By late 2016 nearly half the counties in the state and over 300 cities were either operational or at some stage of evaluation of Community Choice. These facts alone warrant Community Choice agency staff having a seat at the table.
Santa Rosa, California (PRWEB) July 27, 2017
A new report by the Center for Climate Protection examines procurement of power by private utilities and related exit fees charged to their customers in the context of the growth of Community Choice Energy in California.
The report, “Community Choice Aggregation Expansion in California and its Relation to Investor Owned Utility Procurement,” is authored by energy policy analyst June Brashares and Tyler Bonson, a graduate of Sonoma State’s Energy Management and Design and in Economics. It unveils several key findings relating both to exit fees and to private utility procurement of power. The findings include:
Private utility load forecasts and the corresponding procurement decisions have underestimated the number of customers leaving private utilities for a Community Choice option, resulting in over-procurement of power by private utilities. This is contributing to the 21% energy glut forecast for 2020 in a Los Angeles Times investigation.
In late 2015 a nearly 100% increase in a previously obscure fee on Community Choice Energy bills in PG&E service territory upset many customers and concerned advocates for Community Choice Energy. The fee, known as the Power Charge Indifference Adjustment, or PCIA, is a fee meant to cover the costs of previous power purchases made on behalf of customers who have now exited their private utility and become Community Choice customers. It is often called an “exit fee.”
The methodology by which the exit fee is currently calculated does not accurately or fairly accomplish its intent. The result has been volatile increases in exit fees that undercut Community Choice agencies. The exit fee’s volatility, complexity, and lack of transparency put Community Choice customers at risk of unexpected, confusing, and potentially unfair cost increases.
The report recommends:
1. Initiating a transparent proceeding at the California Public Utility Commission dedicated to reforming the structure and nature of exit fees.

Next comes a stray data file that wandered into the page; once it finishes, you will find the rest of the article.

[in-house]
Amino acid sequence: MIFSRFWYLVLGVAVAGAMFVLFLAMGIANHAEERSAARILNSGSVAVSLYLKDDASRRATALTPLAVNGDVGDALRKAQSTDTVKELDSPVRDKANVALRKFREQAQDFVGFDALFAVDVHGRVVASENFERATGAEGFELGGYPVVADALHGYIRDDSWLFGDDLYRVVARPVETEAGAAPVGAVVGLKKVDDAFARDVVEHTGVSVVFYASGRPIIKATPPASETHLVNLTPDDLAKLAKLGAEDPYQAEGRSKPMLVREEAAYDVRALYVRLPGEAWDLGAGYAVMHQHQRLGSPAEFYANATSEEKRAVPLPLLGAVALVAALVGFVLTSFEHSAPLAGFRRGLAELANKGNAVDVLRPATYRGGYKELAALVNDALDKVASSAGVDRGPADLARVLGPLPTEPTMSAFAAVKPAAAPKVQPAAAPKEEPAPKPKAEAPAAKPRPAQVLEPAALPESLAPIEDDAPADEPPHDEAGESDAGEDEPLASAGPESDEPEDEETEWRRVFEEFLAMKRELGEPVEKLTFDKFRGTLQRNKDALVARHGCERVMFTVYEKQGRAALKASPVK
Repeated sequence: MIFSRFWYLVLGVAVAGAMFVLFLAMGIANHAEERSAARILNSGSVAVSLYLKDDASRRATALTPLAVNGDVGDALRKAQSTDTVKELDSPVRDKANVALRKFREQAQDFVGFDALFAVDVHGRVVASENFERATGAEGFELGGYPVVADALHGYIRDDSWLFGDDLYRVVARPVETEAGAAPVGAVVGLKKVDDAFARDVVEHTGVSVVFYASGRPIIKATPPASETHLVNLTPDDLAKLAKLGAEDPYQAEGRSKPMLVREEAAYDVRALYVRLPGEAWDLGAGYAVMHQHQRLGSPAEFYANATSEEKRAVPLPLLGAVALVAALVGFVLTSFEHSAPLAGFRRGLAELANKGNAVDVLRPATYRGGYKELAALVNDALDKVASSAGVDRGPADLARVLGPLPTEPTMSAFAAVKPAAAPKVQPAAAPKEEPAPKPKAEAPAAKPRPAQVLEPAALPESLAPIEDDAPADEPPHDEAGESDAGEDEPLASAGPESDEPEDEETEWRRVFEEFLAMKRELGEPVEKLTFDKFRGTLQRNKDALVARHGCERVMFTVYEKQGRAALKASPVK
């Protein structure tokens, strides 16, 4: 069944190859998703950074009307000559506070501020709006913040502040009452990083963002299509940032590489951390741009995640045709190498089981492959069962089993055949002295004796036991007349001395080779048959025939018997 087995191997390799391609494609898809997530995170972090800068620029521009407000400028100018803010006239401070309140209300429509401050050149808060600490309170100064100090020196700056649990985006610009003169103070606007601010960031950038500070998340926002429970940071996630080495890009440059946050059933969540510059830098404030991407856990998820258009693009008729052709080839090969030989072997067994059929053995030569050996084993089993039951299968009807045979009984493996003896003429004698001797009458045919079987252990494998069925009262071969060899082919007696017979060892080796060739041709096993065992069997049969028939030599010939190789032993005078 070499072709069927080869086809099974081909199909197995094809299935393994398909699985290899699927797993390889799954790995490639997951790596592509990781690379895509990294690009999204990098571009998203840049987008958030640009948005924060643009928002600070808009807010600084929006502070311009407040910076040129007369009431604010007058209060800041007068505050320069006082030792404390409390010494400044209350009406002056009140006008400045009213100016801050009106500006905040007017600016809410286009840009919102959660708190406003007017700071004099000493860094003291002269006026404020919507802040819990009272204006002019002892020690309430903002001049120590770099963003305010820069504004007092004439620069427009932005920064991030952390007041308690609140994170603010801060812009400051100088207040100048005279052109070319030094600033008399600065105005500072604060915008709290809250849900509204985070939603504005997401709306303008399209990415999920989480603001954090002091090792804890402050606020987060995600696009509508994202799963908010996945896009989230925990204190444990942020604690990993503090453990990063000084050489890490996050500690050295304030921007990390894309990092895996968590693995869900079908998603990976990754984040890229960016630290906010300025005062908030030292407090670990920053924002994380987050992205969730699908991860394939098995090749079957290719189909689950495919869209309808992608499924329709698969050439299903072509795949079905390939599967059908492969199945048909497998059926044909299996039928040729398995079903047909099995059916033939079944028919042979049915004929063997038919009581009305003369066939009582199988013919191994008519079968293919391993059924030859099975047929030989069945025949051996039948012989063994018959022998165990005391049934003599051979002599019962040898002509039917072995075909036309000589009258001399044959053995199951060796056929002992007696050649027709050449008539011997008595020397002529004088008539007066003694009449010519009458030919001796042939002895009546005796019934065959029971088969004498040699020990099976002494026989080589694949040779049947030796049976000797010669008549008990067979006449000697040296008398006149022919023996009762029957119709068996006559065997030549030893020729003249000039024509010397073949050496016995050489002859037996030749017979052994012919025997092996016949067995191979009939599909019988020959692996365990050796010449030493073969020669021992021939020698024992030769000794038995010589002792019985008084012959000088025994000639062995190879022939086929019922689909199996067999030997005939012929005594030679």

2. Adjusting load forecast procedures to ensure that power procurement plans fairly and correctly include Community Choice growth projections.
3. Establishing incentives for private utilities to reduce quantity and associated costs of current and future procurement contracts to minimize avoidable costs to Community Choice customers as well as their own customers.
4. Allowing appropriate Community Choice agency staff to review confidential protected energy data subject to a Non-Disclosure Agreement, enabling Community Choice agencies to verify private utility exit fee calculations.
"In the last three years, the rise of Community Choice Energy in California has been dramatic,” said Ann Hancock, Executive Director of the Center for Climate Protection. “By late 2016 nearly half the counties in the state and over 300 cities were either operational or at some stage of evaluation of Community Choice. These facts alone warrant Community Choice agency staff having a seat at the table. This parity matters because all customers, big utility and Community Choice alike, must pay for the over-procurement of power by the IOUs.”
To download the entire report and appendices, Community Choice Aggregation Expansion in California and its Relation to Investor Owned Utility Procurement with underpinning CCA/IOU Load Data Spreadsheet, prepared for the Center for Climate Protection by June Brashares and Tyler Bonson click on the below link:
About the Center for Climate Protection:
The Center for Climate Protection keeps track of the growth with a dynamic interactive map, updated weekly, that includes Community Choice Energy status information about every city and county in the state at the Clean Power Exchange. Founded in 2001, the Center works with business, government, youth, and the broader community to advance practical, science-based solutions for significant greenhouse gas emission reductions. The Center’s mission is to inspire, align, and mobilize action in response to the climate crisis. http://www.climateprotection.org
Ann Hancock, Executive Director, Center for Climate Protection
707-525-1665, ext. 112 | ann(at)climateprotection(dot)org
Woody Hastings, Renewable Energy Manager, Center for Climate Protection
707-525-1665, ext. 117 I woody(at)climateprotection(dot)org
June Brashares, Report co-author, Energy policy analyst